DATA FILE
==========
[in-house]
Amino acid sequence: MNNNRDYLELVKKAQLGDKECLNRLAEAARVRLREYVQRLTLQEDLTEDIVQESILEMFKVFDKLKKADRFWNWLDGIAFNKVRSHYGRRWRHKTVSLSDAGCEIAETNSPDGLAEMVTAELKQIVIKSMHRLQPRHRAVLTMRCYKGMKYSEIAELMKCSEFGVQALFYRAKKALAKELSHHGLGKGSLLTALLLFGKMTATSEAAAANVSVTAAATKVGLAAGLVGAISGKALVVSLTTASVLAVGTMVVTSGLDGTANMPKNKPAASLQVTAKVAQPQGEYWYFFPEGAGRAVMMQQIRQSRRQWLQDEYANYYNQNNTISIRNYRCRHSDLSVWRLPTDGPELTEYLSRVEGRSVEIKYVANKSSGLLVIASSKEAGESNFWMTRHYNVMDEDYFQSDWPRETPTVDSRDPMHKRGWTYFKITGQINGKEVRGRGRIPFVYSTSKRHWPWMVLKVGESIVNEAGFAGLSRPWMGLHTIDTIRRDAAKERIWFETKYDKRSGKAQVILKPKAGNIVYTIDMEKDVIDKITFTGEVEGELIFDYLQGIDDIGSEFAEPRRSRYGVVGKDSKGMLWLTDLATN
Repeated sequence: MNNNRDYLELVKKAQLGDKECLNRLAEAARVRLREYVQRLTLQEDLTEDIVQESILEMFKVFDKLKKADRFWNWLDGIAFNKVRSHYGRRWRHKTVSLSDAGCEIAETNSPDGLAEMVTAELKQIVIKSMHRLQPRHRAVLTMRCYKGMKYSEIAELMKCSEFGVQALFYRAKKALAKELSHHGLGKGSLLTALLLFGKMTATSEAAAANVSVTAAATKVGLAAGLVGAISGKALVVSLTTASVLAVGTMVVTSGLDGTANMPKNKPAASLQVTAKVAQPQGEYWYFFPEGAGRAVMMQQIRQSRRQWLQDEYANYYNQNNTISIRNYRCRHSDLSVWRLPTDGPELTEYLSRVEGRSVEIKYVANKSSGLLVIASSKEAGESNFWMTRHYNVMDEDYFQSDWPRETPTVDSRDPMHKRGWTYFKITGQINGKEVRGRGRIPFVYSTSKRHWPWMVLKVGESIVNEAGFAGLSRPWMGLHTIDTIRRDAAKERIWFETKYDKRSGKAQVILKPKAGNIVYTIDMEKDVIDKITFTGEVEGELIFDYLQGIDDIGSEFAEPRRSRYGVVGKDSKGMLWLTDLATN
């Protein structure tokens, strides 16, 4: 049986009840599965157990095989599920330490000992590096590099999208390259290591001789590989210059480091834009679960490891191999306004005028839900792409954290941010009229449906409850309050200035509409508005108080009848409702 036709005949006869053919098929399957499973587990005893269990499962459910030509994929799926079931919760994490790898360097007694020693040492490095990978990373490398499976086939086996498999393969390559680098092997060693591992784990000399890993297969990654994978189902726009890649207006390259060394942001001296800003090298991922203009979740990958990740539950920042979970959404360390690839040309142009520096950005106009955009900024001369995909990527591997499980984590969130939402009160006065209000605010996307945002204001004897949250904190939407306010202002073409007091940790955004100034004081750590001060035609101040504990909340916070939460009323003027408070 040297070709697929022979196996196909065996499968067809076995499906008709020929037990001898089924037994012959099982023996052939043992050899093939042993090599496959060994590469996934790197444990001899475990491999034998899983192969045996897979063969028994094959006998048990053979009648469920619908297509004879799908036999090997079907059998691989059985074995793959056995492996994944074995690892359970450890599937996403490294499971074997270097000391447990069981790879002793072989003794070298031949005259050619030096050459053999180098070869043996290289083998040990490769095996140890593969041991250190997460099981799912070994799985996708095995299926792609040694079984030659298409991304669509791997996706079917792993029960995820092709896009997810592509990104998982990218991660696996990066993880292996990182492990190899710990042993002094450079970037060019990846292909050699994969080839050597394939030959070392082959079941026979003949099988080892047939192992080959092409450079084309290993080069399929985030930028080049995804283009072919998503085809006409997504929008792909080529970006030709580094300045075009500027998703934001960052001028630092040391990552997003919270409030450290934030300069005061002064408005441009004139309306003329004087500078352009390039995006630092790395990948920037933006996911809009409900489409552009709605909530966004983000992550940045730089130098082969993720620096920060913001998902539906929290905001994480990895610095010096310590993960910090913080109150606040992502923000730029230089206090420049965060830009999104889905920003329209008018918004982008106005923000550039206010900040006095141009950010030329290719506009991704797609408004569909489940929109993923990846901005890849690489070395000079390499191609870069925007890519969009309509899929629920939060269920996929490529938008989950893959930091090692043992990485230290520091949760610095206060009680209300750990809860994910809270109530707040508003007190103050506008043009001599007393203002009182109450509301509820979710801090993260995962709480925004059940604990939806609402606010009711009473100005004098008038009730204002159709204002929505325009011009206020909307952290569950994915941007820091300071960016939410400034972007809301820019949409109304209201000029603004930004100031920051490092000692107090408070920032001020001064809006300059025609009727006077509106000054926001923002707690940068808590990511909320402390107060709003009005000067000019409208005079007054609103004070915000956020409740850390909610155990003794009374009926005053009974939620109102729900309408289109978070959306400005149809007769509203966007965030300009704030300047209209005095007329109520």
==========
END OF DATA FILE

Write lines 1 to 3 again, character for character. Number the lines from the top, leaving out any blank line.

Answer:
[in-house]
Amino acid sequence: MNNNRDYLELVKKAQLGDKECLNRLAEAARVRLREYVQRLTLQEDLTEDIVQESILEMFKVFDKLKKADRFWNWLDGIAFNKVRSHYGRRWRHKTVSLSDAGCEIAETNSPDGLAEMVTAELKQIVIKSMHRLQPRHRAVLTMRCYKGMKYSEIAELMKCSEFGVQALFYRAKKALAKELSHHGLGKGSLLTALLLFGKMTATSEAAAANVSVTAAATKVGLAAGLVGAISGKALVVSLTTASVLAVGTMVVTSGLDGTANMPKNKPAASLQVTAKVAQPQGEYWYFFPEGAGRAVMMQQIRQSRRQWLQDEYANYYNQNNTISIRNYRCRHSDLSVWRLPTDGPELTEYLSRVEGRSVEIKYVANKSSGLLVIASSKEAGESNFWMTRHYNVMDEDYFQSDWPRETPTVDSRDPMHKRGWTYFKITGQINGKEVRGRGRIPFVYSTSKRHWPWMVLKVGESIVNEAGFAGLSRPWMGLHTIDTIRRDAAKERIWFETKYDKRSGKAQVILKPKAGNIVYTIDMEKDVIDKITFTGEVEGELIFDYLQGIDDIGSEFAEPRRSRYGVVGKDSKGMLWLTDLATN
Repeated sequence: MNNNRDYLELVKKAQLGDKECLNRLAEAARVRLREYVQRLTLQEDLTEDIVQESILEMFKVFDKLKKADRFWNWLDGIAFNKVRSHYGRRWRHKTVSLSDAGCEIAETNSPDGLAEMVTAELKQIVIKSMHRLQPRHRAVLTMRCYKGMKYSEIAELMKCSEFGVQALFYRAKKALAKELSHHGLGKGSLLTALLLFGKMTATSEAAAANVSVTAAATKVGLAAGLVGAISGKALVVSLTTASVLAVGTMVVTSGLDGTANMPKNKPAASLQVTAKVAQPQGEYWYFFPEGAGRAVMMQQIRQSRRQWLQDEYANYYNQNNTISIRNYRCRHSDLSVWRLPTDGPELTEYLSRVEGRSVEIKYVANKSSGLLVIASSKEAGESNFWMTRHYNVMDEDYFQSDWPRETPTVDSRDPMHKRGWTYFKITGQINGKEVRGRGRIPFVYSTSKRHWPWMVLKVGESIVNEAGFAGLSRPWMGLHTIDTIRRDAAKERIWFETKYDKRSGKAQVILKPKAGNIVYTIDMEKDVIDKITFTGEVEGELIFDYLQGIDDIGSEFAEPRRSRYGVVGKDSKGMLWLTDLATN